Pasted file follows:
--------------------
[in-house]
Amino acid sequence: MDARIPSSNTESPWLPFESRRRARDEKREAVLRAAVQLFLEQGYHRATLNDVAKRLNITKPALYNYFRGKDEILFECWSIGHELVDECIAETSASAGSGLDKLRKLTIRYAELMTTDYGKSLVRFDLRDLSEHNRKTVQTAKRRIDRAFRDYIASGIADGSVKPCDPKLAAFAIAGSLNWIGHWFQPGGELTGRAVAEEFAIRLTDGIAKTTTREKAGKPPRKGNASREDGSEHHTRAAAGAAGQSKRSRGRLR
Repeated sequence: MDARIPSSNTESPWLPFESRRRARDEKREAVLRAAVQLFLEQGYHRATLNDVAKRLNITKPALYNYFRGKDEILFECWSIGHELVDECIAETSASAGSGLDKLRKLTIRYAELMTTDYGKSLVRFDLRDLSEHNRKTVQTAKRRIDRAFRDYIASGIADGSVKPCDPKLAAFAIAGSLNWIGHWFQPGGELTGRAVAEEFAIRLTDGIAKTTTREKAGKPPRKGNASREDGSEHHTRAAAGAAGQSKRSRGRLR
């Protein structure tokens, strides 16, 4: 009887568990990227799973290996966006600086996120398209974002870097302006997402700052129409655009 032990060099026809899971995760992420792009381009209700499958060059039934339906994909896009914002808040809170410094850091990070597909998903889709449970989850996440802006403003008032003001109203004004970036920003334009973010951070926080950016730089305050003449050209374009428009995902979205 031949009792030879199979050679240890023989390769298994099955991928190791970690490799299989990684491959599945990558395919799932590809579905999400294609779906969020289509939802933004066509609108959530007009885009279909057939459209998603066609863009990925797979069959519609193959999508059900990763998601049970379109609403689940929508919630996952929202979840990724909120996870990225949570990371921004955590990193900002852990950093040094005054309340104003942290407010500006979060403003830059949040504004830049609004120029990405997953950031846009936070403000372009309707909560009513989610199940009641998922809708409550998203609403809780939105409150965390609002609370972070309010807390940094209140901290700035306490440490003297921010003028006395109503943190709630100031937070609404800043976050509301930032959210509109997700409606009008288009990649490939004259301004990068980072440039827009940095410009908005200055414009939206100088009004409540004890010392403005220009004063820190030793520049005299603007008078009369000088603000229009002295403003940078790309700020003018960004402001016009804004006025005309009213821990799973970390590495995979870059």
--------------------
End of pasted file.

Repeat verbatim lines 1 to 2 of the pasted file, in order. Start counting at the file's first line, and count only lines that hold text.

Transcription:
[in-house]
Amino acid sequence: MDARIPSSNTESPWLPFESRRRARDEKREAVLRAAVQLFLEQGYHRATLNDVAKRLNITKPALYNYFRGKDEILFECWSIGHELVDECIAETSASAGSGLDKLRKLTIRYAELMTTDYGKSLVRFDLRDLSEHNRKTVQTAKRRIDRAFRDYIASGIADGSVKPCDPKLAAFAIAGSLNWIGHWFQPGGELTGRAVAEEFAIRLTDGIAKTTTREKAGKPPRKGNASREDGSEHHTRAAAGAAGQSKRSRGRLR